19. Cheaper way found to make sea water drinkable http://news.asiaone.com/News/the%2BStraits...0624-72496.html to the Siemens Water Technologies team
  20. More accidents occur on Singapore roads on stormy days and with the monsoon season in full swing, road safety experts are advising motorists to take extra care. About 30 accidents take place typically on days of thunderstorms, according to traffic updates given by the Land Transport Authority (LTA). Most of them were on expressways. But on days of moderate to heavy showers, the number of accidents were between 14 and 26. This pattern was derived from the LTA's Twitter feed for the past 10 days. One of the highest numbers of accidents logged was on Monday when there were heavy showers and flash floods in parts of Singapore. At least 30 accidents were on LTA's Twitter feed. Last Monday, when heavy rain fell across the island, at least 28 accidents were logged. Most happened on expressways such as the Pan-Island Expressway, Ayer Rajah Expressway and Seletar Expressway. Accidents were also logged along the East Coast Parkway and Bras Basah Road. Poor visibility is inevitable during a storm. An added risk is slippery roads, said Singapore Road Safety Council vice-chairman Gopinath Menon. This is especially so "when you have rain after a dry period as grime, dust and oil from the roads can make them slippery, especially for motorcyclists". Singapore's north-east monsoon season wet phase typically takes place between mid-November and January. In the inter-monsoon season from October to November, the thunderstorms usually lash Singapore in the afternoons and early evenings. During these times, Prof Menon, an adjunct associate professor at Nanyang Technological University, advised motorists to keep their headlights on and maintain a greater distance from vehicles in front. The Automobile Association of Singapore also urged motorists to ensure their vehicles are well-maintained to cope with the weather. Dirty windscreen and faulty wipers, for example, can hinder visibility when it rains. Its online advisory also said to travel slower as vehicles take longer to stop on slippery roads. Source: http://www.straitstimes.com/breaking-news/singapore/story/more-road-accidents-days-thunderstorms-20131107
  21. Read this in ST forum http://www.straitstimes.com/STForum/Online...ory_517867.html What this guy proposed, those current normal plate cars owners who never kenna ERP daily like me will convert to OPC. Then the scheme is not OPC. it's Non-ERP Car I am all for OPC ownership where owners know what they got into But please don't buy economy seat and expect business class seat citing there's unsold seats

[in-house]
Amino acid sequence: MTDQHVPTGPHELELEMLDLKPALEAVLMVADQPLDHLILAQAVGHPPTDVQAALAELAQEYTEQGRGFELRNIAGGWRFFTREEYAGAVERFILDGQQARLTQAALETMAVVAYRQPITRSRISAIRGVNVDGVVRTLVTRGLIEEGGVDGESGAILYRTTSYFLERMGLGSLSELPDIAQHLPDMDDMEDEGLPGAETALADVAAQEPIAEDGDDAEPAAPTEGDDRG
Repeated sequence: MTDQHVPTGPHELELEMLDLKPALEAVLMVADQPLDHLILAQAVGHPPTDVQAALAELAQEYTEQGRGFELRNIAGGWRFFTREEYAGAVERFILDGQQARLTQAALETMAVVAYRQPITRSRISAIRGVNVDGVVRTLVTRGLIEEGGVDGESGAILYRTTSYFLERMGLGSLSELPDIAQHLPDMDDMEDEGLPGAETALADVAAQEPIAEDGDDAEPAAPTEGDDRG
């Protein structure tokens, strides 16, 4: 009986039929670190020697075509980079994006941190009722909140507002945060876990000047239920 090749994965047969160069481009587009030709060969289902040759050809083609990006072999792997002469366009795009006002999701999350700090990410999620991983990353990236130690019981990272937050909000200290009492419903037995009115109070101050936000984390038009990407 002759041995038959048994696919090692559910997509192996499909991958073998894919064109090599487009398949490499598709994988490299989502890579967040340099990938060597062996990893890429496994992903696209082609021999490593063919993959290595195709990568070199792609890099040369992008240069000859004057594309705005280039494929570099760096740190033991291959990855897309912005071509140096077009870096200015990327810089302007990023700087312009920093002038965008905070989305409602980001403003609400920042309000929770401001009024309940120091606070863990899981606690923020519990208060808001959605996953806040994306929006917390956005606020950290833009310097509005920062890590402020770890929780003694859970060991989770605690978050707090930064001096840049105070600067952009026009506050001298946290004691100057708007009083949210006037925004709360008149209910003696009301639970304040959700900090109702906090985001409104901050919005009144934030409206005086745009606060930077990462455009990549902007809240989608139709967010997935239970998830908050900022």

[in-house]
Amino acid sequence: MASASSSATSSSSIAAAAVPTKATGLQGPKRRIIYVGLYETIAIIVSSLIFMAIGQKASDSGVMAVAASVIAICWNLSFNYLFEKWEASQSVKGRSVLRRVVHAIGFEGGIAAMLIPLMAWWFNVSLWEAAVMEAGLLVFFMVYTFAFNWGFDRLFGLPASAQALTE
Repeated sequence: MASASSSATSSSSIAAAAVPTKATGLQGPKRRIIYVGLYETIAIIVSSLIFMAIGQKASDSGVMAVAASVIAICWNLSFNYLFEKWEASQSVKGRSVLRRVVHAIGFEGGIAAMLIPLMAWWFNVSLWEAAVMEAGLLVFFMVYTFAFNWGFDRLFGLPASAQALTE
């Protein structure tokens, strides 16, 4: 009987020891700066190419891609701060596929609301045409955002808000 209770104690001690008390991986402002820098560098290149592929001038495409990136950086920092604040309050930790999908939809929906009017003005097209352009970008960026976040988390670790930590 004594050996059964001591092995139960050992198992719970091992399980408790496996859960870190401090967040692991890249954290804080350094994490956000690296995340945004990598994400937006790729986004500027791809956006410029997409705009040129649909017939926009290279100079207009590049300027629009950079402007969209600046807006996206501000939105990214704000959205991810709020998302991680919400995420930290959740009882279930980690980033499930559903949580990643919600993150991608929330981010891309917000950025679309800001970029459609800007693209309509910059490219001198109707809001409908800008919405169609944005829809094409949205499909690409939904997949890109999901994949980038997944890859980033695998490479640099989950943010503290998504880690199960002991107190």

22. If cannot afford, dun drive!!! SINGAPORE: More motorists have been caught tampering with their parking coupons. And most of the offences are committed in housing estates. This is according to figures by the Housing and Development Board (HDB) and the Urban Redevelopment Authority (URA). The HDB caught 400 offenders last year, compared to an average of 150 between 2007 and 2011. The URA caught more than 1,500 offenders last year, compared to an average of 800 between 2007 and 2011. The authorities say tampering with coupons is tantamount to cheating. Those who are caught are liable to fines of between S$80 and S$300.
  23. Duty-unpaid cigarettes hidden in the modified spare tyre compartment of a Mercedes-Benz car. More offenders have been caught for smuggling contraband cigarettes into Singapore using luxury cars. Singapore Customs said the offenders had assumed that luxury vehicles would less likely be checked by enforcement officers at the checkpoints. Last year, 15 offenders were caught for trying to smuggle contraband cigarettes into Singapore in luxury cars, compared to 2012 when there were four offenders. A total of 2,642 cartons and four packets of duty-unpaid cigarettes valued at more than S$250,000 were recovered from modified compartments of the cars including the seats, fuel tank, spare tyre and engine compartments. The duty and Goods and Services Tax evaded exceeded S$208,000. Among those caught, 11 were sentenced to between three and 13 months' jail. Their vehicles were forfeited. Court proceedings are ongoing for the other four offenders. Source: http://www.channelnewsasia.com/news/singapore/more-use-luxury-cars-to/965218.html